Community in Unity, created by Alaska Public Media, invites residents of Alaska to sit down and participate in face-to-face discussions in order to tackle relevant community issues. Recorded for radio broadcast, the group conversations have included topics ranging from homelessness to race and identity with the hopes of getting people who wouldn’t normally meet together.
The Yarn Exchange Radio Program shares stories that cultivate a more cohesive community by drawing from its multigenerational and multicultural landscape. The ensemble cast, composed of community members, performs a monthly radio show on themes chosen by the cast.
Parents connected with community resources to help combat the high infant mortality rate in Richland County. The community baby shower was a response to reporter Brittany Schock’s series on infant mortality: Healing Hope. With SJN, Schock organized the event and set up a Listening Post to give mothers an opportunity to share their experiences, advice, and vulnerabilities.
Civil Beat’s Civil Café series convenes influencers and knowledge experts to debate and discuss important Hawaii issues in front of an active and engaged audience. Most discussions are moderated by a Civil Beat editor or reporter, and cover timely and topical issues complementary to Civil Beat reporting like climate change, legislative issues, and economic welfare.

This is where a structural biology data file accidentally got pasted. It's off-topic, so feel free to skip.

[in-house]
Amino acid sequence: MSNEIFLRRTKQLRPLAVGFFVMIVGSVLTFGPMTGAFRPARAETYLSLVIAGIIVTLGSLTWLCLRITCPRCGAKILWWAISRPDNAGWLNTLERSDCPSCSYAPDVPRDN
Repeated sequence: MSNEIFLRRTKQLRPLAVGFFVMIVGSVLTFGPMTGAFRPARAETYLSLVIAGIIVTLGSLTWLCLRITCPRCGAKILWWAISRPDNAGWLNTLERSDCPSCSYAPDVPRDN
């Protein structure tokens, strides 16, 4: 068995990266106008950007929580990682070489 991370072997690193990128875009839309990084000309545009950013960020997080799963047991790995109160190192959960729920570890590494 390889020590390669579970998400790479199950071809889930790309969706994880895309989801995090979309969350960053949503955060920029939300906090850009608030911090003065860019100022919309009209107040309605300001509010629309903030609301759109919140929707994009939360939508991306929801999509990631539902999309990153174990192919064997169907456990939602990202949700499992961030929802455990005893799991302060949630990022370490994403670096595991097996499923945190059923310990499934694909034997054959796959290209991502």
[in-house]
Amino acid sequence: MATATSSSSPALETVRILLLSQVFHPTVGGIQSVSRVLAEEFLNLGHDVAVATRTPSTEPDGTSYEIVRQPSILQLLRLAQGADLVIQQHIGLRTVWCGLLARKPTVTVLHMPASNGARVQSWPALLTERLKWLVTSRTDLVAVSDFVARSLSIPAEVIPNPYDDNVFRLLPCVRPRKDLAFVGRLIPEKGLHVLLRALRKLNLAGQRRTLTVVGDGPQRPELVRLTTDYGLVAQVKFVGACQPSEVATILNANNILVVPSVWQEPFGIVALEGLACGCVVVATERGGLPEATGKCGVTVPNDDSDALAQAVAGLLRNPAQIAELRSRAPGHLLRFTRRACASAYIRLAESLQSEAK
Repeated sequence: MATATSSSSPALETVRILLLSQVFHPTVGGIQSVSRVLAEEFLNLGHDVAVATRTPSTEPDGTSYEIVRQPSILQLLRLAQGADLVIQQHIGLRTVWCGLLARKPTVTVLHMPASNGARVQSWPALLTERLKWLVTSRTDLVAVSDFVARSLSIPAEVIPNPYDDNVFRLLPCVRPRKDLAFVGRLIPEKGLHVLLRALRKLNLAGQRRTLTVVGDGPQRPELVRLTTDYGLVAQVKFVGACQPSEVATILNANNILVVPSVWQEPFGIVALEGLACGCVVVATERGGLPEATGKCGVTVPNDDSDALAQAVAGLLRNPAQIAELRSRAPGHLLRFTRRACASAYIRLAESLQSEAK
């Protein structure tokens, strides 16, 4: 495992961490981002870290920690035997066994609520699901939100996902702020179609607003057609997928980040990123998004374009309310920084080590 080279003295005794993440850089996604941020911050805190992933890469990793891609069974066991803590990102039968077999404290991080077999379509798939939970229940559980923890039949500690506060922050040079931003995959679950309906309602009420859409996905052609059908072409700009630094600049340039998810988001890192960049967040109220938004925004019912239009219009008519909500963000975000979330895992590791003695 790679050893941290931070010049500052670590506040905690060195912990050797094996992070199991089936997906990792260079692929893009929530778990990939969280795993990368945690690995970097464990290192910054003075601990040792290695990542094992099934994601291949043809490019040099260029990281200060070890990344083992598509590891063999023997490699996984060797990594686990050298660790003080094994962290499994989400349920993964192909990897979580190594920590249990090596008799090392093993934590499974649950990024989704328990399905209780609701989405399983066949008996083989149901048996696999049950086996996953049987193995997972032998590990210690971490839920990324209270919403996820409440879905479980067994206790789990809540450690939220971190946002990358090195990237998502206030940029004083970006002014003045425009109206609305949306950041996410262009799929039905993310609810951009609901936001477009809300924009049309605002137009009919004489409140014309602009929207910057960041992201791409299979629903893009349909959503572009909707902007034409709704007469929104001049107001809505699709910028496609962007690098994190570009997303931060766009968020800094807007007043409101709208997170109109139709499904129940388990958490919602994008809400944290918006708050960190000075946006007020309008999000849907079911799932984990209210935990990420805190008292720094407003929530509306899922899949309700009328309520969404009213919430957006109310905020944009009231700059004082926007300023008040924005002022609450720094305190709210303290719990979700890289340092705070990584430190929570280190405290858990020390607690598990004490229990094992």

In this guide, we will draw on lessons and case studies from news events run by newsrooms of all sizes and share some key lessons for publishers who are just getting started.
We had a fruitful conversation on hosting live events with Sarah Binder the Engagement Manager of Iowa Ideas, Megan Finnerty the Director of the USA TODAY Network’s Storytellers Project, and jesikah maria ross the Senior Community Engagement Strategist at Capital Public Radio.
Verify debuted in 2016 in response to a challenge from WFAA’s corporate parent, TEGNA, to find ways to “truth-test” the news. For Verify, reporter David Schechter and producer/photographer Chance Horner select a topic of public interest (e.g. homeless camps, fracking, the death penalty) and invite a citizen reporter to join them on a “road trip” throughout the reporting process.
The Austin Monitor, an innovative nonprofit newsroom that covers municipal matters in detail, sought ways to engage readers on the most mundane issues. It has found success by hosting Budget Game Nights that challenge citizens to come up with their own solutions for the city’s budget, an interactive approach that the Monitor and its project partner, Glasshouse Policy.
As part of a pilot for Challenge for Change, a national media project in Canada, Discourse Media reporter Brielle Morgan organized a series of listening events to discuss the child welfare system in B.C. Morgan highlighted the challenges faced by Indigenous children, but also needed to acknowledge and tackle the community’s deep distrust of the media.
In 2017, Southern California Public Radio (KPCC) piloted Unheard LA, a community-driven live storytelling series that featured people’s first-person accounts of real-life experiences. KPCC’s events and engagement arm, KPCC In Person, reached beyond the station’s existing audience by using the P.I.N., GroundSource, and other engagement tools to solicit story pitches and promote the event.